Nonprofit technology supplier Blackbaud stops ransomware attack from encrypting files, but pays to ensure attackers delete stolen customer information
Blackbaud, a major supplier of financial and fundraising technology to the non-profit sector, said it stopped a ransomware attack from encrypting files, but paid the attackers to delete stolen customer data.
“Because protecting our customers’ data is our top priority, we paid the cybercriminal’s demand with confirmation that the copy they removed had been destroyed,” Blackbaud said in a customer advisory.
The company said it discovered and stopped the ransomware attack in May of this year, but discovered the attackers had removed “a subset” of customers’ data.
The data affected was from Blackbaud’s self-hosted environment, and didn’t affect data it hosts on Amazon Web Services or Azure cloud services, the company said.
“The subset of customers who were part of this incident have been notified and supplied with additional information and resources,” Blackbaud said.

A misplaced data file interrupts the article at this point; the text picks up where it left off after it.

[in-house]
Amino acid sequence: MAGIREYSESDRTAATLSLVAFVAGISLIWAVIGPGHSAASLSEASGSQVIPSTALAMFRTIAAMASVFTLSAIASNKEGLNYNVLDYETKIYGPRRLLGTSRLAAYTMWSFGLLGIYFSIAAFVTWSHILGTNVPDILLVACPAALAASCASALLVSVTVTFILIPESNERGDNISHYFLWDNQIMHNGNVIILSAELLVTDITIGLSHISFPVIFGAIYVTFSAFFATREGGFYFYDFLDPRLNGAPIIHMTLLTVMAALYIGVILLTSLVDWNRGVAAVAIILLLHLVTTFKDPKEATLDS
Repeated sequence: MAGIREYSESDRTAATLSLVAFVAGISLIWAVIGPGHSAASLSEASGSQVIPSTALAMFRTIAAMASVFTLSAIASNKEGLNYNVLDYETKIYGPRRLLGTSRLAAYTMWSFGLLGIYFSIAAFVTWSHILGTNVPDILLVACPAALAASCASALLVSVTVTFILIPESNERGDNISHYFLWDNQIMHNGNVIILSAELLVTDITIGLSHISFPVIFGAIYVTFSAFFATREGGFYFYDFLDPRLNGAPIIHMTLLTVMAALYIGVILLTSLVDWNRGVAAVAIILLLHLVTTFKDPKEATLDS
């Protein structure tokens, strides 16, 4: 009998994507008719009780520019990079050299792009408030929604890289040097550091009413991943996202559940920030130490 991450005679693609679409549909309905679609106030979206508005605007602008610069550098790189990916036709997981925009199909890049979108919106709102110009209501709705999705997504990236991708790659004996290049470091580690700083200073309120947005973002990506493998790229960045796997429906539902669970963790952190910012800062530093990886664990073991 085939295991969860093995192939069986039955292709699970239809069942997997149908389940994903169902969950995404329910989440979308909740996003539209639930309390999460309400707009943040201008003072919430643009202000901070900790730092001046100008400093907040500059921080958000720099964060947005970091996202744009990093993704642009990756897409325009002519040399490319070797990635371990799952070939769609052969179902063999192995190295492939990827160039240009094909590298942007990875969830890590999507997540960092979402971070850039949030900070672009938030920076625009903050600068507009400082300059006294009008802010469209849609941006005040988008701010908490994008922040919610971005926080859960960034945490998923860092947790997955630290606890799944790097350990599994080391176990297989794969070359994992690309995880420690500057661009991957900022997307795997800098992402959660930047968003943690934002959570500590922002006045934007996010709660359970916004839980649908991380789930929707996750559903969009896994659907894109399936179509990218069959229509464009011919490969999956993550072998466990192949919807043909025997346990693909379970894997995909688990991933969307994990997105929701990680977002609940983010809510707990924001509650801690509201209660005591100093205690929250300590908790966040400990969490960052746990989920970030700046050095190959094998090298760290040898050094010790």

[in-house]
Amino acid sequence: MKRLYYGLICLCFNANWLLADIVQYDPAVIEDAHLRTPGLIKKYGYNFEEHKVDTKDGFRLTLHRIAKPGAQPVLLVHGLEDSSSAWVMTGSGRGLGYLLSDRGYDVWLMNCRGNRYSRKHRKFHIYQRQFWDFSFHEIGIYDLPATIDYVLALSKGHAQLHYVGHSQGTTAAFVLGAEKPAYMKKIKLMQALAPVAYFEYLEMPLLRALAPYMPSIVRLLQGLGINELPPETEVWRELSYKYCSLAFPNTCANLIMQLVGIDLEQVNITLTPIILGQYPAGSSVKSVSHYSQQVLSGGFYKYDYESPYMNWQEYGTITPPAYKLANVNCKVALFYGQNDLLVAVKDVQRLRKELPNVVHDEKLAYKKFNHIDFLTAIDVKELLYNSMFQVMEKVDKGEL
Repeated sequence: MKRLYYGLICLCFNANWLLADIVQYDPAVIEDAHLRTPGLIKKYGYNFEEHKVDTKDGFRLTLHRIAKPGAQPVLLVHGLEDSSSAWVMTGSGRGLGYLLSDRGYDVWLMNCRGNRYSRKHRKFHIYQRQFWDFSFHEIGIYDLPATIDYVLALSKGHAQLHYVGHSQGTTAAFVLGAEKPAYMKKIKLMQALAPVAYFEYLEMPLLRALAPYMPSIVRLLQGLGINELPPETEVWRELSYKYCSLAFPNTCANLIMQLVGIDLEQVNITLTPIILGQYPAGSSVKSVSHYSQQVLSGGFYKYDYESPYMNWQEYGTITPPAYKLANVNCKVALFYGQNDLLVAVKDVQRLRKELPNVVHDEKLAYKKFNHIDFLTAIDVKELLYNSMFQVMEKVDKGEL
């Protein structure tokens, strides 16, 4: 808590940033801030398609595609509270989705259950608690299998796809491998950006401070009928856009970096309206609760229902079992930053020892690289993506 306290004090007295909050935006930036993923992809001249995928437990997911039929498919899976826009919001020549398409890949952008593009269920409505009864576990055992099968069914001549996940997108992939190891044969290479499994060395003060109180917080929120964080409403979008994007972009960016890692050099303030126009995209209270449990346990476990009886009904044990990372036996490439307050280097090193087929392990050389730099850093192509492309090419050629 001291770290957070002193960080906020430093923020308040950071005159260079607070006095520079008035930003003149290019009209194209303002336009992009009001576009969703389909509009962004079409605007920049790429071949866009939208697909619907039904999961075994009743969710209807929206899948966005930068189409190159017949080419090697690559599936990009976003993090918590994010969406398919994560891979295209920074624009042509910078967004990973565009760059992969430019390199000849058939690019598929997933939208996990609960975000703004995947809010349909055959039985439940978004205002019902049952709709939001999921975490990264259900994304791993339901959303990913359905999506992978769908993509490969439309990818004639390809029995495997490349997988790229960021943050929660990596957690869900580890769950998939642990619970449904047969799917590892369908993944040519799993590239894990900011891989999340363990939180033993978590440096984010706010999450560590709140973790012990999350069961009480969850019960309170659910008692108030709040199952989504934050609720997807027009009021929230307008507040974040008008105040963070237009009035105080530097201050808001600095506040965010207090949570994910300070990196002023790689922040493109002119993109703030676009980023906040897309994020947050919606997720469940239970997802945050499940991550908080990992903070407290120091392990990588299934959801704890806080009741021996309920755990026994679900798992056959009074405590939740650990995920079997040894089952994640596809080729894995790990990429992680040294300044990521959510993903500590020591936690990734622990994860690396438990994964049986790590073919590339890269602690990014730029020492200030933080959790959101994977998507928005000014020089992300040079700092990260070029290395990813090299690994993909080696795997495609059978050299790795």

“We apologise that this happened and will continue to do our very best to supply help and support as we and our customers jointly navigate this cybercrime incident.”
Blackbaud said its strong cybersecurity practice and advance planning had enabled it to shut down the “sophisticated” attack, adding that it has implemented changes to prevent the issue from happening again.
The company said it believed the attackers’ confirmation they had destroyed the data in part because the ransomware business model depends upon criminals not disclosing data once a ransom is paid.
In addition, Blackbaud said it worked with outside experts to monitor the internet and found no evidence that information was ever released.
Ransomware attacks initially focused on encrypting organisations’ files and then extorting ransoms to decrypt the files, but in recent months have expanded into other areas, such as stealing data and threatening to release it.
Beginning earlier this year, for instance, the DoppelPaymer ransomware gang has begun publicly releasing files stolen from contractors for the US Navy, Lockheed-Martin and SpaceX.
Some of the malware developers’ ransom demands have been in excess of $1 million (£800,000), according to computer security firm CrowdStrike.